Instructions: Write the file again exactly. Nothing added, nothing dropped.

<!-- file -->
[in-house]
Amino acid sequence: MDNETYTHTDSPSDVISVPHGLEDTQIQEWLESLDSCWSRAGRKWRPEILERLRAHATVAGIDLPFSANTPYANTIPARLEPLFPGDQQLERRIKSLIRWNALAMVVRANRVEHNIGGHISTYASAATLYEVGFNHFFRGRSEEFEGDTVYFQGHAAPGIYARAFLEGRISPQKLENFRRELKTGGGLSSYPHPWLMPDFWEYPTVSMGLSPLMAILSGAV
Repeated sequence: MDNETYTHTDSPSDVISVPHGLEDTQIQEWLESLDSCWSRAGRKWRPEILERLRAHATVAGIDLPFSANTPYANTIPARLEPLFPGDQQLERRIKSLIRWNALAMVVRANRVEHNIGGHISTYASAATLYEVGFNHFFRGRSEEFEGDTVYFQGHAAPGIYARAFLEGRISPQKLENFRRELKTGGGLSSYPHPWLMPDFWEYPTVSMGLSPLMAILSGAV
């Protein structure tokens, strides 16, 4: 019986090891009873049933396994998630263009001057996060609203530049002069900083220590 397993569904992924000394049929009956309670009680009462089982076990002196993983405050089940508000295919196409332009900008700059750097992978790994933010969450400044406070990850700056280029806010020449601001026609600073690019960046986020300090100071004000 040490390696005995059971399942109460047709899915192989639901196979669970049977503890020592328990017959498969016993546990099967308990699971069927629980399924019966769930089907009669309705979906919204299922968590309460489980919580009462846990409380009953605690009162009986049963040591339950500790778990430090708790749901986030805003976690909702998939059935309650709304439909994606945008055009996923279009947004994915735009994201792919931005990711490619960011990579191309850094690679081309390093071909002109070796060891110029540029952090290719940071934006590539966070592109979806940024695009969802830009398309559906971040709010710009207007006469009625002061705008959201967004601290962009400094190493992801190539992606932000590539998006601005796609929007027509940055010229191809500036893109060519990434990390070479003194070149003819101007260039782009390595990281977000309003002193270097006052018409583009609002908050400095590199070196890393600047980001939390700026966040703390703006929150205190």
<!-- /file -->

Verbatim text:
[in-house]
Amino acid sequence: MDNETYTHTDSPSDVISVPHGLEDTQIQEWLESLDSCWSRAGRKWRPEILERLRAHATVAGIDLPFSANTPYANTIPARLEPLFPGDQQLERRIKSLIRWNALAMVVRANRVEHNIGGHISTYASAATLYEVGFNHFFRGRSEEFEGDTVYFQGHAAPGIYARAFLEGRISPQKLENFRRELKTGGGLSSYPHPWLMPDFWEYPTVSMGLSPLMAILSGAV
Repeated sequence: MDNETYTHTDSPSDVISVPHGLEDTQIQEWLESLDSCWSRAGRKWRPEILERLRAHATVAGIDLPFSANTPYANTIPARLEPLFPGDQQLERRIKSLIRWNALAMVVRANRVEHNIGGHISTYASAATLYEVGFNHFFRGRSEEFEGDTVYFQGHAAPGIYARAFLEGRISPQKLENFRRELKTGGGLSSYPHPWLMPDFWEYPTVSMGLSPLMAILSGAV
């Protein structure tokens, strides 16, 4: 019986090891009873049933396994998630263009001057996060609203530049002069900083220590 397993569904992924000394049929009956309670009680009462089982076990002196993983405050089940508000295919196409332009900008700059750097992978790994933010969450400044406070990850700056280029806010020449601001026609600073690019960046986020300090100071004000 040490390696005995059971399942109460047709899915192989639901196979669970049977503890020592328990017959498969016993546990099967308990699971069927629980399924019966769930089907009669309705979906919204299922968590309460489980919580009462846990409380009953605690009162009986049963040591339950500790778990430090708790749901986030805003976690909702998939059935309650709304439909994606945008055009996923279009947004994915735009994201792919931005990711490619960011990579191309850094690679081309390093071909002109070796060891110029540029952090290719940071934006590539966070592109979806940024695009969802830009398309559906971040709010710009207007006469009625002061705008959201967004601290962009400094190493992801190539992606932000590539998006601005796609929007027509940055010229191809500036893109060519990434990390070479003194070149003819101007260039782009390595990281977000309003002193270097006052018409583009609002908050400095590199070196890393600047980001939390700026966040703390703006929150205190």